Whether you like it or not, 70% of Americans are Christians, thus making us by definition a Christian nation, even though we may have the separation of church and state and the freedom of religion, most people here are Christians, and if you don't like it move some place else.
I mean no disrespect, but go read what they wrote! And not just little bits of what they wrote (quote mining) but whole works. Go read the 15 Continental Congress proclamations! No really, go read them: http://memory.loc.gov/cgi-bin/ampage?collId=bdsdcc&fileName=05701//bdsdcc05701.db&recNum=0&itemLink=r?ammem/bdsbib:@field%28NUMBER+@od1%28bdsdcc+05701%29%29&linkText=0&presId=bdsbib
After you read them, get back to me. America was founded on Christianity and it will be destroyed for it's departure from it.
Just for the simple fact that the majority of people claim to be Christian. However, the country was not founded on the basis of Christianity. It was founded because people back then did not want to be ruled by the English government anymore. So, saying America is a "Christian nation," usually means that Christians have ulterior motives, when they say such things.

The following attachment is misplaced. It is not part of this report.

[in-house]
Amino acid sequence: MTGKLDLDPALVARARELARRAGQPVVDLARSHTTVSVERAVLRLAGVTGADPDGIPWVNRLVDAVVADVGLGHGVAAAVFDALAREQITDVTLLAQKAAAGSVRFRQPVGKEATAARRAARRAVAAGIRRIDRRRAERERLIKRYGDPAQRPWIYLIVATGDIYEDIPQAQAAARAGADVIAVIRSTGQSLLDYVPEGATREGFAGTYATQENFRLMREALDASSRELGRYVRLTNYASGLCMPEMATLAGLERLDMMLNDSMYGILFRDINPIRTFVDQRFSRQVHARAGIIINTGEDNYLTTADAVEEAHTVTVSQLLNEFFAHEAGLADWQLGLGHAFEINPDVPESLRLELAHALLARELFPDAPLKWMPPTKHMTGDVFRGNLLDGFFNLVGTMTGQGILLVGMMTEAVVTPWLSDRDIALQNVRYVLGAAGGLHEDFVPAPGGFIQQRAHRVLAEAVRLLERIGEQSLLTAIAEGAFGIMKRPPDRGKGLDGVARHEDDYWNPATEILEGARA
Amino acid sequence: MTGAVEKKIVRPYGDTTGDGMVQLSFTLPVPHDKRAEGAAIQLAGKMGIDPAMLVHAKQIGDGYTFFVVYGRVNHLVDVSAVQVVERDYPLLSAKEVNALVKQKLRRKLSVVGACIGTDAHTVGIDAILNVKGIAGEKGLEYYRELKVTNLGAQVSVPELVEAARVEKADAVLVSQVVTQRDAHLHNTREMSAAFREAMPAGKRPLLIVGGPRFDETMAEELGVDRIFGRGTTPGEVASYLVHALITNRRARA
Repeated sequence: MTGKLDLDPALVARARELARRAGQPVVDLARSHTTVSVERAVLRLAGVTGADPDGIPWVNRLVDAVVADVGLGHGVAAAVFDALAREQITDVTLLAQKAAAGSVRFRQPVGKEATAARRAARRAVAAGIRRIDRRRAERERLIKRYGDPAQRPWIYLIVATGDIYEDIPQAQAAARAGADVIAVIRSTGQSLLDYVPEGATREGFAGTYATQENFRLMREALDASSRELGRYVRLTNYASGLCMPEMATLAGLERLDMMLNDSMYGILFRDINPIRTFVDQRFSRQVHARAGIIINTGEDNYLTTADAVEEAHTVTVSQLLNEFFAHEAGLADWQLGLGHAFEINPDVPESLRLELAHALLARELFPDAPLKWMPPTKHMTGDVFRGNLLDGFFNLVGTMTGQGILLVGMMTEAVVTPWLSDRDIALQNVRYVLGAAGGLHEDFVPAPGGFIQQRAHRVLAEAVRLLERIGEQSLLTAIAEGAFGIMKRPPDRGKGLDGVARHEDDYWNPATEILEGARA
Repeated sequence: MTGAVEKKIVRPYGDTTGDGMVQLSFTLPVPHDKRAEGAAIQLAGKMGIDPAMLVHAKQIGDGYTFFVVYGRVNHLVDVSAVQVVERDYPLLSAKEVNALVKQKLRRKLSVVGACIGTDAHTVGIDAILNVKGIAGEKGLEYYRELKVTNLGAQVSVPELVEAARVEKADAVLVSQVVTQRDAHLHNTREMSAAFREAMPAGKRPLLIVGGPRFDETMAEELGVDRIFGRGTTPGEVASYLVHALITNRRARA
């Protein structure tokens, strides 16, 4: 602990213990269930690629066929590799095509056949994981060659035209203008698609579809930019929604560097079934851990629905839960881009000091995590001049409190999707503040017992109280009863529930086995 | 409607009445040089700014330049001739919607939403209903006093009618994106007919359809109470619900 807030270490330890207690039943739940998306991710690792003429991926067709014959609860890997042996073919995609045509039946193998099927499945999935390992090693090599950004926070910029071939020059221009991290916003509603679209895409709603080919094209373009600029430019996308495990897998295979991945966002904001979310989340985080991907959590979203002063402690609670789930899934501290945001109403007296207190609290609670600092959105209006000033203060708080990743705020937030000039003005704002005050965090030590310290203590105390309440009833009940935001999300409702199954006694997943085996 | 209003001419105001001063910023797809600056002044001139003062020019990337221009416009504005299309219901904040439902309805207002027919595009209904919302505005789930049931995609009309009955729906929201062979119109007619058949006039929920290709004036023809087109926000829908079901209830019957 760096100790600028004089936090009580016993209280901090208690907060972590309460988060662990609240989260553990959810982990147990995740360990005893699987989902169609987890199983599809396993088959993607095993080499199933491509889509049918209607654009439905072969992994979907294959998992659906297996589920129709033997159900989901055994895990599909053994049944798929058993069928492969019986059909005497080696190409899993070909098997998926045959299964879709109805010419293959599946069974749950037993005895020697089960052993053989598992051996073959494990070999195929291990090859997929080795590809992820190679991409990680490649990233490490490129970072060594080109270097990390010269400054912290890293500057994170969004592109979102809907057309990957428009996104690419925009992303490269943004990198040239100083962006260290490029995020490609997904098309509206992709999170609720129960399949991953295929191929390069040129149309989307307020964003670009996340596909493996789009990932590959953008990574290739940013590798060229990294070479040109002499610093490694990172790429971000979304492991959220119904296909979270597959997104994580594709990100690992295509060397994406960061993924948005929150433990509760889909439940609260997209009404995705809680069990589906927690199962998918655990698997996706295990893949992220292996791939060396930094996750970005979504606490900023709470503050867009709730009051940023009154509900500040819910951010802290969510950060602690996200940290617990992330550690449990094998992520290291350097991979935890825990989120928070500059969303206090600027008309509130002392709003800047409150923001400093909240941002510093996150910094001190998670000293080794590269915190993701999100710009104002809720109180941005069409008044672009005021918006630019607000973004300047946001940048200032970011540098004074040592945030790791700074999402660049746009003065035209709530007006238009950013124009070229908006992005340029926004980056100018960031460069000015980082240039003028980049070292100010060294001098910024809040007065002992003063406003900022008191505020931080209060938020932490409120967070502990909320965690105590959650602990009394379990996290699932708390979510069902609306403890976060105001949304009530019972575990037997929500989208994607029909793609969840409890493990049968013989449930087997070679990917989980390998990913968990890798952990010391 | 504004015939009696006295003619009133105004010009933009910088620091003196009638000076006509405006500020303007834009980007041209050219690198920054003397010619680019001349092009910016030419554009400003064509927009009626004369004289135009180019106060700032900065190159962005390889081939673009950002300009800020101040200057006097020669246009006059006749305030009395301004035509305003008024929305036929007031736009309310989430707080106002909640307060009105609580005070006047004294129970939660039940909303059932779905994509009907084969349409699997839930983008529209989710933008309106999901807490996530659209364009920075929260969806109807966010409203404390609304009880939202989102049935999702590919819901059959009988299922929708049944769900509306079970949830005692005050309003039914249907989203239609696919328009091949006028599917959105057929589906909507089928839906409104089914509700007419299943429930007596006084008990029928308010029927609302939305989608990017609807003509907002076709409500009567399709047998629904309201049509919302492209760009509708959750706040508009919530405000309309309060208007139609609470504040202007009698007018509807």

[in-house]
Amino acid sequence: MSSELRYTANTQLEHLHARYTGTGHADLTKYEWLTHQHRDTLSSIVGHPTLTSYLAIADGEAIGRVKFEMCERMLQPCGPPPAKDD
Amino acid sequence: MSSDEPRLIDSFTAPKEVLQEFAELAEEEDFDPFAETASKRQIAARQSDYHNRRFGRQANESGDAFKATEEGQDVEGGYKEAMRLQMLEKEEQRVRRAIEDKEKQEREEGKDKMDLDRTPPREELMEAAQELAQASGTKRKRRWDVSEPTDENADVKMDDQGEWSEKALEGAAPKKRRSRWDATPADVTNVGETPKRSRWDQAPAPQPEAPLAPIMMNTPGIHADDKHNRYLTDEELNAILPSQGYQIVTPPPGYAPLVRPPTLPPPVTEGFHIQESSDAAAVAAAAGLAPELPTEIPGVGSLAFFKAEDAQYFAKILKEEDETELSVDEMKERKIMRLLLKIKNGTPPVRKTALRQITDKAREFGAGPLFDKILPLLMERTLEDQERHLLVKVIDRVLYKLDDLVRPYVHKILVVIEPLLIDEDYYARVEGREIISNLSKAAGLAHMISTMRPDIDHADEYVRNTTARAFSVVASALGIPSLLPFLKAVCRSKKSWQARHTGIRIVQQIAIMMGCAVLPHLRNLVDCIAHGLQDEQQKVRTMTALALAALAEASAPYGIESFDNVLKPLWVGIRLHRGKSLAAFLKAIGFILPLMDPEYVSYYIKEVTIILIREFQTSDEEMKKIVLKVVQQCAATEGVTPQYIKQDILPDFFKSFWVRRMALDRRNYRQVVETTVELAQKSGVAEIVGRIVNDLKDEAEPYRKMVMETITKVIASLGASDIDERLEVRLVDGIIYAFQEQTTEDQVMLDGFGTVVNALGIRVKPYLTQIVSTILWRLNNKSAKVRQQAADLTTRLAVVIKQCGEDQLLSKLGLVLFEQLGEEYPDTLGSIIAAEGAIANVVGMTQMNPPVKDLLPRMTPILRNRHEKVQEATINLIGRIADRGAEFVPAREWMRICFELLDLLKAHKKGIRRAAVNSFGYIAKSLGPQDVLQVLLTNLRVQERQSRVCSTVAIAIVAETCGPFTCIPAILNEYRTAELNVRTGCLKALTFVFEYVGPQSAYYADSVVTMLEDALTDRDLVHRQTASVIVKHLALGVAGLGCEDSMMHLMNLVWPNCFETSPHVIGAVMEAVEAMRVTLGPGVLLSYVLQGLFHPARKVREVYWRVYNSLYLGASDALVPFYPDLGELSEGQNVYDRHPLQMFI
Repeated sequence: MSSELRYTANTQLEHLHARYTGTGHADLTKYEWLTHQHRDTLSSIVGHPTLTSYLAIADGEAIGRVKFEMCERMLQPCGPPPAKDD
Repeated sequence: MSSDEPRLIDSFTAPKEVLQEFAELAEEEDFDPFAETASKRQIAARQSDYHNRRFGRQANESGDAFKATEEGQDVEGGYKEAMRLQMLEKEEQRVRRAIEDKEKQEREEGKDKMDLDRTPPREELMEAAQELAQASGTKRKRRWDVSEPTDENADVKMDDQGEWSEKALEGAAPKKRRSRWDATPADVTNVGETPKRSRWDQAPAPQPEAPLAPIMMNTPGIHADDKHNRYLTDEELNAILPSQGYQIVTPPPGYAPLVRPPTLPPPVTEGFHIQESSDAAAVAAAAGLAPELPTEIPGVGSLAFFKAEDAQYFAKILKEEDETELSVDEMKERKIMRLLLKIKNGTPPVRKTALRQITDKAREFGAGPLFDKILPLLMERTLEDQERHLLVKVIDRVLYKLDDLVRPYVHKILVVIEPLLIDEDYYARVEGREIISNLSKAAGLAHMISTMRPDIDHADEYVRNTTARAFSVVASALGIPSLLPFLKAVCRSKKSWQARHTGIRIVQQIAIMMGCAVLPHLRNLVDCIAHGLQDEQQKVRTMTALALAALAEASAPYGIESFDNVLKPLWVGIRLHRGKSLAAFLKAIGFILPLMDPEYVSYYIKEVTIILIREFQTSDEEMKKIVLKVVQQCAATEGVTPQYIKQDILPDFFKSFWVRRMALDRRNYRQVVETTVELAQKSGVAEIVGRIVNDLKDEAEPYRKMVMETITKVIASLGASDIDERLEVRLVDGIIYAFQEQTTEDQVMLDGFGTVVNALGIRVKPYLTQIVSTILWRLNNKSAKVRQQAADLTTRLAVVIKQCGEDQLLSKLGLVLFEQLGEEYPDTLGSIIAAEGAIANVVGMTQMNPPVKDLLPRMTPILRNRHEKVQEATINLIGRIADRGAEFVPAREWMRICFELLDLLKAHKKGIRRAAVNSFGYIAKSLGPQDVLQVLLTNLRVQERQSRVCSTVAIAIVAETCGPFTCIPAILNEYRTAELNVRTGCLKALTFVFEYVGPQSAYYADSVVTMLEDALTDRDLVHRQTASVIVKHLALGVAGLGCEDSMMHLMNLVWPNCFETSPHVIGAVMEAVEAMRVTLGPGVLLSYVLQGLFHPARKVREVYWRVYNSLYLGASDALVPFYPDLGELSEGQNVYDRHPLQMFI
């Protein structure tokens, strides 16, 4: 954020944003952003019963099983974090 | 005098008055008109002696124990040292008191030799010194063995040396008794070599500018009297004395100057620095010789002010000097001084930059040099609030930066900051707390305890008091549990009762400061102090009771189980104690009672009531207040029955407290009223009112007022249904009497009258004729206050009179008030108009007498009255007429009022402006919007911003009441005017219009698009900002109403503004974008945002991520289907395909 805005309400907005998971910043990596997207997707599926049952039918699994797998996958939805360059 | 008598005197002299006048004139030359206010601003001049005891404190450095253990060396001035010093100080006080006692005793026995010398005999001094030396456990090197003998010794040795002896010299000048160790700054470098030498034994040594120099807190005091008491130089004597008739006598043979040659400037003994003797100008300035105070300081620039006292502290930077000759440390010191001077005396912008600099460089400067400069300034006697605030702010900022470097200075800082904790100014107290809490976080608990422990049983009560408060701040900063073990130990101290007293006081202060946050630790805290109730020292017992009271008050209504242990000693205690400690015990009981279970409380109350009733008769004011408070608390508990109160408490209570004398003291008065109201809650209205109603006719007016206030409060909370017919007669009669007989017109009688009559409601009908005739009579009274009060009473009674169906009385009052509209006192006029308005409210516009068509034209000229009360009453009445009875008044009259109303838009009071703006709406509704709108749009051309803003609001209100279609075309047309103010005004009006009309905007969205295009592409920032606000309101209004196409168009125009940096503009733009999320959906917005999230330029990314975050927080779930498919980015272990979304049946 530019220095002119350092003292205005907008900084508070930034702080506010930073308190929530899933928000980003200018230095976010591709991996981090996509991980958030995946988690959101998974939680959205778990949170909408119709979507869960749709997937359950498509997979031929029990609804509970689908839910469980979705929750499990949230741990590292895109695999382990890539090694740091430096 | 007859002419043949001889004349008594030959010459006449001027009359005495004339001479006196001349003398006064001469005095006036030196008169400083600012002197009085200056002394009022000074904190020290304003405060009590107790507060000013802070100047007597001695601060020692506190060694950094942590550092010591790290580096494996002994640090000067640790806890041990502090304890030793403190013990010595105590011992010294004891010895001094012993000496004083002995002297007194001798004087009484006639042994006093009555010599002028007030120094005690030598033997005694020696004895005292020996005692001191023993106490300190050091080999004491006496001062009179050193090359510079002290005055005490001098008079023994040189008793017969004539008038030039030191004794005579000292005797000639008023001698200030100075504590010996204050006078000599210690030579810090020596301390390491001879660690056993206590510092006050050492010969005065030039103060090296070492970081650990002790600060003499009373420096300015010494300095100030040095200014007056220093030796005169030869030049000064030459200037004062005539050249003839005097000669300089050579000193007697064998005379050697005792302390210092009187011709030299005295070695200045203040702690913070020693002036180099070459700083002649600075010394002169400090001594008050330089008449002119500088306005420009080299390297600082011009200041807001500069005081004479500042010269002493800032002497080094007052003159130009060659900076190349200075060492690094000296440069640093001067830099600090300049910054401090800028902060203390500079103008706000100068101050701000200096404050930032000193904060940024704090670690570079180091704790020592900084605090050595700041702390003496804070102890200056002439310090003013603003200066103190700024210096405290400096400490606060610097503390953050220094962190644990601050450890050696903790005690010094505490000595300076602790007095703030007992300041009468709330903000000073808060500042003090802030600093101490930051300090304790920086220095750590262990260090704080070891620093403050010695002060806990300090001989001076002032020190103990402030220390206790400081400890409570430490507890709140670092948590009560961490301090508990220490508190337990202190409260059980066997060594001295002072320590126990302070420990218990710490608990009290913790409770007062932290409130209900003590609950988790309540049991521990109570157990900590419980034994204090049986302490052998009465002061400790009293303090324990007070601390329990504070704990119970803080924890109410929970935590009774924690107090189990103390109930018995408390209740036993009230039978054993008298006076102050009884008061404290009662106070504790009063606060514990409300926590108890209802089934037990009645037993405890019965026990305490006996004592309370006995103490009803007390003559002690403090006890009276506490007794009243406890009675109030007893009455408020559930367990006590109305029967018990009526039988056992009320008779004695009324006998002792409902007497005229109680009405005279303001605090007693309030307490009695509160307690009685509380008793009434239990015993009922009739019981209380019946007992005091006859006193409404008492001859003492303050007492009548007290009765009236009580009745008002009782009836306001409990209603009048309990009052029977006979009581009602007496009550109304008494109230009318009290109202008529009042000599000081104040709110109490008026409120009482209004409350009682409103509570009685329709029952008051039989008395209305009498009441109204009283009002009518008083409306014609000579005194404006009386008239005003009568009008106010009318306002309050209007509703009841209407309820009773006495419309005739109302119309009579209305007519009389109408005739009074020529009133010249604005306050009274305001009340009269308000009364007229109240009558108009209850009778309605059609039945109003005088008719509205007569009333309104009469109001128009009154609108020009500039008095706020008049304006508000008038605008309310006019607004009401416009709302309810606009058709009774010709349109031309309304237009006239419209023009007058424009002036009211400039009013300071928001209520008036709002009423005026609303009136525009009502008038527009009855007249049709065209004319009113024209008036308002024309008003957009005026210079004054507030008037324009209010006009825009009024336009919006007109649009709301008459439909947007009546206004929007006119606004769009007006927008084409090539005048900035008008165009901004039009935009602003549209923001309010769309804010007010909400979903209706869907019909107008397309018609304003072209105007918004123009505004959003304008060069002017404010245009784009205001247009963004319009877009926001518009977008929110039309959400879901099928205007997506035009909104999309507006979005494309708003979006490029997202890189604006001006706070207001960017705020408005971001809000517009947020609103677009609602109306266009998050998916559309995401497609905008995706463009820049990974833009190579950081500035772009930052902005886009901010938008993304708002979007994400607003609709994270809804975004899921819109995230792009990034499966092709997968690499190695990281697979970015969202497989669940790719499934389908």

The United States is not a theocracy. Among our most important freedoms is the freedom of religion. We can be considered a place of choices (at least regarding beliefs and the like). No single religion defines this country, and that is one of the things that makes it what it is.
Many people would love to call America a Christian nation, but because of its embrace of religious freedom, it really shouldn't be considered inherently Christian. I am a non-Christian in America and it is undoubtedly difficult to explain to some people that I have no interest in attending their Christian church.
It is true that some of the founding fathers were Christians. It is also true that most Americans would identify as some species of Christian. What is also true is the religiosity is in decline. Also, America has a long and glorious tradition of the separation of church and state. I see little upside to the designation of America as a Christian nation.
The country was founded partially in the name of religious freedom. Although it may have been because of different denominations of Christianity, the sentiment is the same. People should have the freedom to choose. Additionally, the cultures of America are diverse enough to make a country united under one religious standpoint impossible.